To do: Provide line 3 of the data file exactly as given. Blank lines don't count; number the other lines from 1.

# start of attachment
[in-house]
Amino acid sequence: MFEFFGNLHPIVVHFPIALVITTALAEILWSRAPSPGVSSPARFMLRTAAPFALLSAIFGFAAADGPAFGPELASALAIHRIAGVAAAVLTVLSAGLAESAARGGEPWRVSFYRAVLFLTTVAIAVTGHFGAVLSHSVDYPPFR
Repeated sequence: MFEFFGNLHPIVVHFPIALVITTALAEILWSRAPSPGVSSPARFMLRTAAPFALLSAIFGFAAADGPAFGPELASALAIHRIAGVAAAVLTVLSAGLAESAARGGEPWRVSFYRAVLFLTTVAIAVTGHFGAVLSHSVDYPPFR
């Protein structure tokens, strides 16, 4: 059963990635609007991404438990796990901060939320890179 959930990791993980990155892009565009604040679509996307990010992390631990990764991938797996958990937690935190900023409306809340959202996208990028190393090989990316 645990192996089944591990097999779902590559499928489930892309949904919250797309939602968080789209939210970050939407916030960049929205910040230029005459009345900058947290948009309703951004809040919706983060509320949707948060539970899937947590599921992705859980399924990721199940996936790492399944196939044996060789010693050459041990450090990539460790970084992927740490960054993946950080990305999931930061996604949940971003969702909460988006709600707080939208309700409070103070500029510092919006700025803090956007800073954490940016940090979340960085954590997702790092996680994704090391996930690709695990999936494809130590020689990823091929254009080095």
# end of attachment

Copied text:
Repeated sequence: MFEFFGNLHPIVVHFPIALVITTALAEILWSRAPSPGVSSPARFMLRTAAPFALLSAIFGFAAADGPAFGPELASALAIHRIAGVAAAVLTVLSAGLAESAARGGEPWRVSFYRAVLFLTTVAIAVTGHFGAVLSHSVDYPPFR